Perhaps you've been trying to write your novel for years and you are finally done with your big masterpiece. You are ready to submit it to a publishing company and you're excited about the prospects of calling yourself a published author. But you quickly realize that your novel isn't what the agencies want, as rejection letters start piling up. The worst part about it is that you don't know what you did wrong even though you feel that your novel packs a punch. You begin the first page by presenting a conflict and you use language that definitely sets the scene for a dramatic and action-filled scene.

Many manuscripts are actually turned away because many authors assume that writing crime is using over-the-top writing and harsh words. Your word choices mean more than you know and many Editors and publication companies actually turn down works because they're simply over-the-top. Perhaps you want to capture a new audience who enjoys reading odd words that describe the scene but the mass-market is not interested. Publishing companies simply won't take anything that has over-the-top writing or content that is packed with extreme language. Don't believe me? Check out the works that are bestsellers and find the over-the-top writing in these books. There are no such words.

Extreme language is an issue

Editors are revealing that extreme language within a manuscript is a huge issue. Many authors are turned down because they simply can't hold themselves back. Extreme language is language that describes anything from torture, agony, misery, and overall fury. This kind of language is simply not balanced within the novel when it is packed into the first few pages.

Some authors tend to put everything on the first page, sometimes in the first paragraph. They want to start their novel with a punch, so they think that by adding all of this language into the first paragraph, they shock the reader.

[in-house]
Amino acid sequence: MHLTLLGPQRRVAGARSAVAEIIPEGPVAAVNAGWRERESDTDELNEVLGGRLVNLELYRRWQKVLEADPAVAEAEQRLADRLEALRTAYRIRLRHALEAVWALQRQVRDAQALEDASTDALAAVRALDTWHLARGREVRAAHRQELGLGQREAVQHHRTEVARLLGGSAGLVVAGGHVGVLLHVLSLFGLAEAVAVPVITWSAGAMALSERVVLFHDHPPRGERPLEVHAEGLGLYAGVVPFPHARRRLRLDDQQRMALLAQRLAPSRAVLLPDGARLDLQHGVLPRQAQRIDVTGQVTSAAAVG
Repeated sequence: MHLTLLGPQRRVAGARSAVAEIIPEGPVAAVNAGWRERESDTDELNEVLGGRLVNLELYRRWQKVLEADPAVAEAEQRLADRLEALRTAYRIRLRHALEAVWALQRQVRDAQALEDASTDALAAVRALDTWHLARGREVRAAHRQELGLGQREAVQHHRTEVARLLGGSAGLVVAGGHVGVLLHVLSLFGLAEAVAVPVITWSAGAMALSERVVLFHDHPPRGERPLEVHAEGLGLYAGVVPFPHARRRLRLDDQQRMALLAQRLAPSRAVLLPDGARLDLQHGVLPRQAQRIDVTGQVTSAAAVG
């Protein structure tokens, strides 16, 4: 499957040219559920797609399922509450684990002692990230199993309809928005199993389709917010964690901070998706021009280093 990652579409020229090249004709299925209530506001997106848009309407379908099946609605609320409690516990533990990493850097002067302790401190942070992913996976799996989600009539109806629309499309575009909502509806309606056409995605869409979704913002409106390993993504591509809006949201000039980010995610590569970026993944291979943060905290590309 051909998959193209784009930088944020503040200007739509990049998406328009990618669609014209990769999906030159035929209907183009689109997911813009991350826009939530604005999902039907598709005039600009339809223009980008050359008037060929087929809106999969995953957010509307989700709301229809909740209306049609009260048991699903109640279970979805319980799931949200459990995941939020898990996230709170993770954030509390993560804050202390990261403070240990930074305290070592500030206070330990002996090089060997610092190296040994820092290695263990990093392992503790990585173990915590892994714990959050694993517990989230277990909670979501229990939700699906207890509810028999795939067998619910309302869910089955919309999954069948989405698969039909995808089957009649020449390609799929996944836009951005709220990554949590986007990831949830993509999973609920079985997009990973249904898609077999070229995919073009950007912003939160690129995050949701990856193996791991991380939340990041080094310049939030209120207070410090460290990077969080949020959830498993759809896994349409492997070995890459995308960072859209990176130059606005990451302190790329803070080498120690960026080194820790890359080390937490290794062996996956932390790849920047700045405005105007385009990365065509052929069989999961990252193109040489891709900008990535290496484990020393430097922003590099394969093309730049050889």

Strong language is, of course, vital when you're trying to explain the scene or when you are trying to set the tone for something.

But moderation is everything. When authors cram everything into the first page and then continue adding odd word choices and extreme language throughout most of the book, it is simply too difficult to read and readers don't get a chance to breathe and take it all in.

Relatively easy fix

While many authors want to open the book with the bang, there's a balance to it all and using extreme language to set a tone isn't necessarily the right way to do it. It is easy to fix in theory because you simply have to rewrite the beginning of your novel if it is only your first paragraph or page that is packed with extreme language. But others warn that if you have received this feedback, the issues may continue throughout the book because it is often linked to poor word choices in the entire story.

It is your responsibility as the author to determine whether you want to fix these issues for the sake of publication or standby your extreme word choice and know that your work may not be suitable for the mass-market.

Have you ever received feedback from an editor over your extreme language choice? Do you stand by your own language decisions or do you think editors have a point?